City commission candidate Ron Mueller has lots of ideas for Winter Garden. He just needs to get elected in District 2 first
Sunday, February 21, 2021
Agile transformer: "We do incremental pieces to be successful and build on each success.... As needs change, we’re not locked into the plan."
If there’s a sizable Star Wars fan base in Winter Garden’s District 2, it’s possible that Ron Mueller may have the election locked. The 56-year-old candidate for city commissioner has a love for the franchise that rivals any teenage boy’s (I know from this for I have a teen who speaks of nothing else, except, maybe, the Avengers).
Walk into Mueller’s home, past a calico cat named Katie, keeping a wary eye on the bundles of campaign literature on a card table, awaiting volunteers to pick them up for distribution, you can't help but notice that a Lego R2-D2 is hanging out on a sideboard. Across the room, BB-8 squats on another. The dining room table centerpiece is a Millennium Falcon.
“It can still do the Kessel run in 12 parsecs,” Mueller jokes when I message him to fact-check the model. I make a mental note to ask my kid what a "parsec" is.
We wander into Mueller's office where framed credentials of the Disneyland and Disney World Star Wars races he's run hang behind his desk. And yep, on the bookshelf — it's Baby Yoda. Naturally.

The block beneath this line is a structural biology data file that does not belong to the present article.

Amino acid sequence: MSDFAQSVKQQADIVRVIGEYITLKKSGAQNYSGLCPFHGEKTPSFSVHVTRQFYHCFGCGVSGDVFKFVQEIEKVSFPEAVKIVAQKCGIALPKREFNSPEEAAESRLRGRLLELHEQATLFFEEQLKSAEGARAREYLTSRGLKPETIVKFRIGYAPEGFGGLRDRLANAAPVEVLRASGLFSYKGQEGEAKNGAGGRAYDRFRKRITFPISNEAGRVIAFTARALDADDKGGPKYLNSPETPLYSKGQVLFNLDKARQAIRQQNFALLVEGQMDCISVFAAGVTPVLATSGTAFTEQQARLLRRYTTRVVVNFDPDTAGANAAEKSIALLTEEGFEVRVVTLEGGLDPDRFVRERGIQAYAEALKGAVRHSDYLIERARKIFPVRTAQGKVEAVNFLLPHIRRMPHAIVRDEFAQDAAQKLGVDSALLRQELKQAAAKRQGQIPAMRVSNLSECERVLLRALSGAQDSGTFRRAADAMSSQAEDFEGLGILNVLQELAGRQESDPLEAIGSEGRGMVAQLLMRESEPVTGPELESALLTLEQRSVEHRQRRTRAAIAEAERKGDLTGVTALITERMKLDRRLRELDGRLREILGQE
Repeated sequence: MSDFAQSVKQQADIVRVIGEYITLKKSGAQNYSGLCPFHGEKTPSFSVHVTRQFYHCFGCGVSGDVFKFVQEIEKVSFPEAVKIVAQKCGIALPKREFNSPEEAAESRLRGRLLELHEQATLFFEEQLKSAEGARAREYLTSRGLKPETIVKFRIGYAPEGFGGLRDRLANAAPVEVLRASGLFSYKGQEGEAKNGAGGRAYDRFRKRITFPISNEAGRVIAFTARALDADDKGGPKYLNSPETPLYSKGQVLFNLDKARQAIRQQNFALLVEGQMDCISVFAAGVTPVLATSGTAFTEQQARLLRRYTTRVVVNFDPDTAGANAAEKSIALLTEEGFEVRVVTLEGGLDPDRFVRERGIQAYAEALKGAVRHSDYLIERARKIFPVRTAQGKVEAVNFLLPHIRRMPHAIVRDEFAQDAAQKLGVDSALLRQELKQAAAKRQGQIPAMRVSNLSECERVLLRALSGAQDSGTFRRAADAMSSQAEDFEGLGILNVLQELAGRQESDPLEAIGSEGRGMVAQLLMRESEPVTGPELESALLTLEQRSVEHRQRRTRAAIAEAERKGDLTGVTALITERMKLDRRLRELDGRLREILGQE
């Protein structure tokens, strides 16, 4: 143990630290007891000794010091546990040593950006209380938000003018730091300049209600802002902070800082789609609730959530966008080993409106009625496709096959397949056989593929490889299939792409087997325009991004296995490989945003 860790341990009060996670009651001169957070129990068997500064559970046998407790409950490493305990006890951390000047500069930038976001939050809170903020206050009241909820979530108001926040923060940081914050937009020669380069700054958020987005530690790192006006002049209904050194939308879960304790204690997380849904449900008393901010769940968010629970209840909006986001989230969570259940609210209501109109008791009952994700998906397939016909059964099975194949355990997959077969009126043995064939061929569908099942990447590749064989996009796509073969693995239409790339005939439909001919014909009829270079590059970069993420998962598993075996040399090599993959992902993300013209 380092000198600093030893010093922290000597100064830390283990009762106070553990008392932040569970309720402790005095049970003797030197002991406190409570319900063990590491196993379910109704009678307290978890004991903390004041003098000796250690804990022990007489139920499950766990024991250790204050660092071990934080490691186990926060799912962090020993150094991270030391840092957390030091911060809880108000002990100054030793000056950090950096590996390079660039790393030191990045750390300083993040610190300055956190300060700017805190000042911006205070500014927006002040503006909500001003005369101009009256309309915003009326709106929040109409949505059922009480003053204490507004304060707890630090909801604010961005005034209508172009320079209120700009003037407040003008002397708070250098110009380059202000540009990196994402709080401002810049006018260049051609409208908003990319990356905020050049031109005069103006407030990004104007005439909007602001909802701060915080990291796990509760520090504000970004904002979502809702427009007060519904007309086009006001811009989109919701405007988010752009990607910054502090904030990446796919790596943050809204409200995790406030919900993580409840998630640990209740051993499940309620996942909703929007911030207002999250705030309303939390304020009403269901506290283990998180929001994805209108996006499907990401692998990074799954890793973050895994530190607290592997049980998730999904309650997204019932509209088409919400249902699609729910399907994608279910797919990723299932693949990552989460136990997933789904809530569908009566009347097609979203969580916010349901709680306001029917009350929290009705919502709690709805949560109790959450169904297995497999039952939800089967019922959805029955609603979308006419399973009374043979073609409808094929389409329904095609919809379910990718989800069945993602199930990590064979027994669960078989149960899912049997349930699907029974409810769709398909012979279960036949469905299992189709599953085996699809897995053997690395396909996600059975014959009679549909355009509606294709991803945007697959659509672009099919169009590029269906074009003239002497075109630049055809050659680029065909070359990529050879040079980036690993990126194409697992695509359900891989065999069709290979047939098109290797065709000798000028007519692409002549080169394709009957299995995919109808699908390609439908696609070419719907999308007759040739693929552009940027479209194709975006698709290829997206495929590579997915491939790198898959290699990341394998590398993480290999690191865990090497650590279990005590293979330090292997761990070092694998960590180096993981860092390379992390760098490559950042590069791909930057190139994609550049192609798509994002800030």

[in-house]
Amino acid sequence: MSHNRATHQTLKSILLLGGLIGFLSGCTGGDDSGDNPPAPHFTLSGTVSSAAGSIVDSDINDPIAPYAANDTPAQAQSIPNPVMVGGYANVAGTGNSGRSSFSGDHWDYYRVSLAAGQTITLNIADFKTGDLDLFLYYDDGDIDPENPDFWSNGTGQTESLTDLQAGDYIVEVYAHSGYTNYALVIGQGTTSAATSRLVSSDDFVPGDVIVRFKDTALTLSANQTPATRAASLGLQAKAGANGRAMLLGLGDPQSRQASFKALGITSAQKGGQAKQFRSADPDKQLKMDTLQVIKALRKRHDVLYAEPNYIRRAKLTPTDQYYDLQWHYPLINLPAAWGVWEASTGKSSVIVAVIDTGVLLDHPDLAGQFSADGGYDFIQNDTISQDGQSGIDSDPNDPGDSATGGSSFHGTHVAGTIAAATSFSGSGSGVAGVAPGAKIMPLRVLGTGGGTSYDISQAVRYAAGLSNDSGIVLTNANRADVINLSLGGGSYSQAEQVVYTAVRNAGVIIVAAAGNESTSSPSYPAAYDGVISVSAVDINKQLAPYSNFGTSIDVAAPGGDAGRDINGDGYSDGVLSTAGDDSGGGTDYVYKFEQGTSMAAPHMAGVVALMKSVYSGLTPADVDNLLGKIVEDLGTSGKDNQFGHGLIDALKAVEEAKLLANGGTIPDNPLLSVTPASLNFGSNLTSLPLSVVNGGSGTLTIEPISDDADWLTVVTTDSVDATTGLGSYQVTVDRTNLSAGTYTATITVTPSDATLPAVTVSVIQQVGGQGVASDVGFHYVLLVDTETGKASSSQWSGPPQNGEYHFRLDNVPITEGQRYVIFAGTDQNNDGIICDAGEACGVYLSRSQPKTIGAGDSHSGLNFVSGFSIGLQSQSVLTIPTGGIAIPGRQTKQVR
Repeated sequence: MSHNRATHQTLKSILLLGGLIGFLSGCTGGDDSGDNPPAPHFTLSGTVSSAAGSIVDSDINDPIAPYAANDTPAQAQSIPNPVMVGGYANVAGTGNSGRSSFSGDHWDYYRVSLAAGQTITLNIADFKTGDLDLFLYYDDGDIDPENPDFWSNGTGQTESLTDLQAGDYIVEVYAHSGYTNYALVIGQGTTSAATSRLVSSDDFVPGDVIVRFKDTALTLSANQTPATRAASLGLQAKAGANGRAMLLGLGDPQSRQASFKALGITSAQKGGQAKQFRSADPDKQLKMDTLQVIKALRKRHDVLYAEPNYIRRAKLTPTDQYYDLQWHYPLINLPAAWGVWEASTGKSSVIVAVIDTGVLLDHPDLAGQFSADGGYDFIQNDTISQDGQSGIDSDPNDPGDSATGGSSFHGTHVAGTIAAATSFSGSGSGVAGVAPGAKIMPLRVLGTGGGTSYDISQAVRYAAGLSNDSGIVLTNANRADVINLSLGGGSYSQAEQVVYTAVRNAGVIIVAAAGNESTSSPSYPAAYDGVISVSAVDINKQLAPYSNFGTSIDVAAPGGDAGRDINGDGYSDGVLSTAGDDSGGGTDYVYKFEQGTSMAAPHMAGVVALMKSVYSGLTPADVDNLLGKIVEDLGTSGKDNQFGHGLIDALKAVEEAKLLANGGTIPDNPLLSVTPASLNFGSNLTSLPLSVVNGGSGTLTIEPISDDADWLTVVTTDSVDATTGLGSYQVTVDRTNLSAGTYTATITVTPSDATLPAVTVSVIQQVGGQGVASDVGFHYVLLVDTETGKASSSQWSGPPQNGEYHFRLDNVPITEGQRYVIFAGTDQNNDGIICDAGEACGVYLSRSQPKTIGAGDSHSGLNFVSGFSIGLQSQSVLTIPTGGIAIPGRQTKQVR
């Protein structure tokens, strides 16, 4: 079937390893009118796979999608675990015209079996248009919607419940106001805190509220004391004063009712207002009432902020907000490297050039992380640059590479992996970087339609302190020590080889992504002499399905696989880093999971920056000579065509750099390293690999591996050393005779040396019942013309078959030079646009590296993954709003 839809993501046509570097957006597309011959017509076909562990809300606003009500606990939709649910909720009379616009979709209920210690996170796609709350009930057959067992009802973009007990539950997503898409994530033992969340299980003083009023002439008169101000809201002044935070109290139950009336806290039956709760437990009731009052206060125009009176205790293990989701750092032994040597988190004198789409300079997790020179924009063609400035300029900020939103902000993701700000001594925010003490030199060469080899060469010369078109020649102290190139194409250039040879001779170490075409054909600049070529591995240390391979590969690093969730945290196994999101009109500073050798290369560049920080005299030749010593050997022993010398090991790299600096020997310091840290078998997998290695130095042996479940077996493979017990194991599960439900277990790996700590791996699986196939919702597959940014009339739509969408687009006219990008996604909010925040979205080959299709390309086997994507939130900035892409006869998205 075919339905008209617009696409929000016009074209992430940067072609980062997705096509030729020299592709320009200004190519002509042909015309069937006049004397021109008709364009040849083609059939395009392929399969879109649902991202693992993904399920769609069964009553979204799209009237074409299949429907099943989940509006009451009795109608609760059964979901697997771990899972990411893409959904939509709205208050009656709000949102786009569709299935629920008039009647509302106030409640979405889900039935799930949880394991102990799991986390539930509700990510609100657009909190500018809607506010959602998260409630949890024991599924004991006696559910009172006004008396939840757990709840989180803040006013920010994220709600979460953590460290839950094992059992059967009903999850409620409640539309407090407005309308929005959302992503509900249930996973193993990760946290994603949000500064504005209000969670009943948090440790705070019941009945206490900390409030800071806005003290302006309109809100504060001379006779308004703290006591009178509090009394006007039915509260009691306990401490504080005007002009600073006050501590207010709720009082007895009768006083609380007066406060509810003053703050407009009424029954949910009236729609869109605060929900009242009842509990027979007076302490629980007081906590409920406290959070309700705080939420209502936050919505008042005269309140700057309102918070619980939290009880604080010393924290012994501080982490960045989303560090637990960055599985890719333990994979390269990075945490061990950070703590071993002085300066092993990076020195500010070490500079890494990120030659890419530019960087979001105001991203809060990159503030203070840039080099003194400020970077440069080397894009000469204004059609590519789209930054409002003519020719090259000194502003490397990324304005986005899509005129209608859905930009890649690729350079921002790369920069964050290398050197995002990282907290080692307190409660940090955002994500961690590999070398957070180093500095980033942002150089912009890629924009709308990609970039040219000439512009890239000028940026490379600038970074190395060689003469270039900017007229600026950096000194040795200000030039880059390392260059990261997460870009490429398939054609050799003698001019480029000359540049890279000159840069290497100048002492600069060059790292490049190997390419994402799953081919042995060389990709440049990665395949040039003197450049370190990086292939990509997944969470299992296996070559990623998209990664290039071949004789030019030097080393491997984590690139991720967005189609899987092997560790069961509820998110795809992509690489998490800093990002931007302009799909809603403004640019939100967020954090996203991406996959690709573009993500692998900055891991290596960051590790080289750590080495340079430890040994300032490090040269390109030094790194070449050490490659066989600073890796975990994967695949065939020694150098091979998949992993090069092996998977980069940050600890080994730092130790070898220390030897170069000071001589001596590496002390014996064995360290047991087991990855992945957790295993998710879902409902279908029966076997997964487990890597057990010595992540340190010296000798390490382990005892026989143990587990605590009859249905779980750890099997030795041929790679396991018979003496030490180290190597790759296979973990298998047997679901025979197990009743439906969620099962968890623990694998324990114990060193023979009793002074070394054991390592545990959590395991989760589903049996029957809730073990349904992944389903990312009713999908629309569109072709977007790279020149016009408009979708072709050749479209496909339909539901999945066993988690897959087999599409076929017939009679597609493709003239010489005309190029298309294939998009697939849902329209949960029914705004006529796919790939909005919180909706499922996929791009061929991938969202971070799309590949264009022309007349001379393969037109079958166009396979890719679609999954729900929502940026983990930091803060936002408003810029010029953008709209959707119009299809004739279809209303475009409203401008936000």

Meanwhile, six cats meander in and around. Mueller picked four of them literally off the streets (technically, one came off the West Orange Trail), so he may have the kitty rescue voting bloc nailed down too. One cat, Andrew, whose coat is the color of rich espresso, even has his own Instagram account . If you’ve been to a Cruz N Car Show, you may have spotted Andrew chillin’ on top of Mueller’s cherry red 1988 Alfa Romeo Spider Quadrifoglio
“The guys at Main Street Collision have a heart attack every time they see him on their paint job, but it is the life of cats,” Mueller told me in an email.
Mueller came to Winter Garden by way of St. Louis in 2017. But before he landed in this corner of the world, he’d spent eight years aboard fast-attack submarines in the U.S. Navy. He was part of the invasion of Grenada; the invasion of Panama that ousted dictator Gen. Manuel Noriega; Desert Storm; and an under-ice mission to the North Pole that earned him a Blue Nose Certification. He received a Navy Expeditionary Medal, given for service in foreign conflict.